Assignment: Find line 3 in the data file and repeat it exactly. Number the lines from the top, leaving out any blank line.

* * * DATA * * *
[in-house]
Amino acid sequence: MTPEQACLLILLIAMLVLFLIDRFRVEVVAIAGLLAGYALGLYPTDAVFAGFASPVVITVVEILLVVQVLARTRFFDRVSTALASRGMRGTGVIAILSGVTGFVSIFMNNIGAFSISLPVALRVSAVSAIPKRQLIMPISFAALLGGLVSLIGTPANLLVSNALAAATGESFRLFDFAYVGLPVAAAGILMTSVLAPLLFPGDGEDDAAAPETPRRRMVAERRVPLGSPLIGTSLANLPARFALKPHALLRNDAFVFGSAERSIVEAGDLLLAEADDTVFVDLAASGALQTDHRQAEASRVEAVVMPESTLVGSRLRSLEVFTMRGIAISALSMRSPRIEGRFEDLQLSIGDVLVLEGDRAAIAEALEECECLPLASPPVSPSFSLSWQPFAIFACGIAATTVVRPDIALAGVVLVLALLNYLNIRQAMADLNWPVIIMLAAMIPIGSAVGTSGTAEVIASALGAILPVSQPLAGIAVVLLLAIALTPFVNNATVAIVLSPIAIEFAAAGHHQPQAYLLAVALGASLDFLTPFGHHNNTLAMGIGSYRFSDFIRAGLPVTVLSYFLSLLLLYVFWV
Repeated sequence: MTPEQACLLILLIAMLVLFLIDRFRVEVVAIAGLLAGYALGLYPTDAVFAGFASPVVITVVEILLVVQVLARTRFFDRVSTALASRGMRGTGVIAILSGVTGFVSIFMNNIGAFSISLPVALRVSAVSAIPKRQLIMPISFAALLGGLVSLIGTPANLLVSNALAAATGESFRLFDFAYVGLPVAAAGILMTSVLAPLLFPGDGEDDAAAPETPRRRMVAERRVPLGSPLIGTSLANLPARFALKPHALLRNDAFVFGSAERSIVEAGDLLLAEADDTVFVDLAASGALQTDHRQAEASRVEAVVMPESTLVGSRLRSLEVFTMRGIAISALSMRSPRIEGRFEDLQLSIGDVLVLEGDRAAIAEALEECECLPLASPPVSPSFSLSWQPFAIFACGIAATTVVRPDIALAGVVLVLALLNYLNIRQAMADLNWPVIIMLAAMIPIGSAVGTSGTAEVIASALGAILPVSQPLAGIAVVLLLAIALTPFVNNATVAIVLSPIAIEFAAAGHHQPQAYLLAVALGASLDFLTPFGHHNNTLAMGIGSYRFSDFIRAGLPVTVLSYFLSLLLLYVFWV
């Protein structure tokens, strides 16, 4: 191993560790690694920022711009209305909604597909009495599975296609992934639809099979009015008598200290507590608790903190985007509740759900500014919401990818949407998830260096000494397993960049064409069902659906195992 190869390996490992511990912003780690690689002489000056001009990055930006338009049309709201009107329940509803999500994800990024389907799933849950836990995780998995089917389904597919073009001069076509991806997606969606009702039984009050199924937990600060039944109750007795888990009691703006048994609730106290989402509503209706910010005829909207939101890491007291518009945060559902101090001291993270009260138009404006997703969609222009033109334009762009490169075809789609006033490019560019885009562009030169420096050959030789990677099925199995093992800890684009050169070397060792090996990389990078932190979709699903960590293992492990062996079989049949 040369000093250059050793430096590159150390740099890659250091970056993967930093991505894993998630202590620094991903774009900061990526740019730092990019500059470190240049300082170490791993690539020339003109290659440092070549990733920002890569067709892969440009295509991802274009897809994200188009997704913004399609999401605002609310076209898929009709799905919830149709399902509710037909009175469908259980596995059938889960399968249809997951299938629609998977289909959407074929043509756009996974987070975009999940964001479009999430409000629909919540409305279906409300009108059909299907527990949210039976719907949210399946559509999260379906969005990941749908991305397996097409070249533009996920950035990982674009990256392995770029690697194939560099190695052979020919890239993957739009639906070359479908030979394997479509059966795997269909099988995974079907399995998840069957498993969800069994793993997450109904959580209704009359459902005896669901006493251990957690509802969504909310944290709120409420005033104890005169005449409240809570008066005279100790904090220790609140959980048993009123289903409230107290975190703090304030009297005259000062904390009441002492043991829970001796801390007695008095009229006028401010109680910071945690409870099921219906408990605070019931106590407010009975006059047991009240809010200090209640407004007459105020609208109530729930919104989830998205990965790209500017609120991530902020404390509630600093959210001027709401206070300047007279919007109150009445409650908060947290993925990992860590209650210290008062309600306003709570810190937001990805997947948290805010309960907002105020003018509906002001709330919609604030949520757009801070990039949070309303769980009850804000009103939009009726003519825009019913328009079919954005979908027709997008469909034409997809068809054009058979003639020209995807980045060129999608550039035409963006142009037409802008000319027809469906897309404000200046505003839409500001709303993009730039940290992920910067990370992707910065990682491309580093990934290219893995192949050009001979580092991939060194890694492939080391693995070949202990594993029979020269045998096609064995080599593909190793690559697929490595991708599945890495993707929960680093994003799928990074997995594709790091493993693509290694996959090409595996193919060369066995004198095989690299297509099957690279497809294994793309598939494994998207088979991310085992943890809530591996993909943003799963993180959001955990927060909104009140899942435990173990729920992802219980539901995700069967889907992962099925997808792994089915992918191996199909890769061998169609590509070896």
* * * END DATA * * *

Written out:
Repeated sequence: MTPEQACLLILLIAMLVLFLIDRFRVEVVAIAGLLAGYALGLYPTDAVFAGFASPVVITVVEILLVVQVLARTRFFDRVSTALASRGMRGTGVIAILSGVTGFVSIFMNNIGAFSISLPVALRVSAVSAIPKRQLIMPISFAALLGGLVSLIGTPANLLVSNALAAATGESFRLFDFAYVGLPVAAAGILMTSVLAPLLFPGDGEDDAAAPETPRRRMVAERRVPLGSPLIGTSLANLPARFALKPHALLRNDAFVFGSAERSIVEAGDLLLAEADDTVFVDLAASGALQTDHRQAEASRVEAVVMPESTLVGSRLRSLEVFTMRGIAISALSMRSPRIEGRFEDLQLSIGDVLVLEGDRAAIAEALEECECLPLASPPVSPSFSLSWQPFAIFACGIAATTVVRPDIALAGVVLVLALLNYLNIRQAMADLNWPVIIMLAAMIPIGSAVGTSGTAEVIASALGAILPVSQPLAGIAVVLLLAIALTPFVNNATVAIVLSPIAIEFAAAGHHQPQAYLLAVALGASLDFLTPFGHHNNTLAMGIGSYRFSDFIRAGLPVTVLSYFLSLLLLYVFWV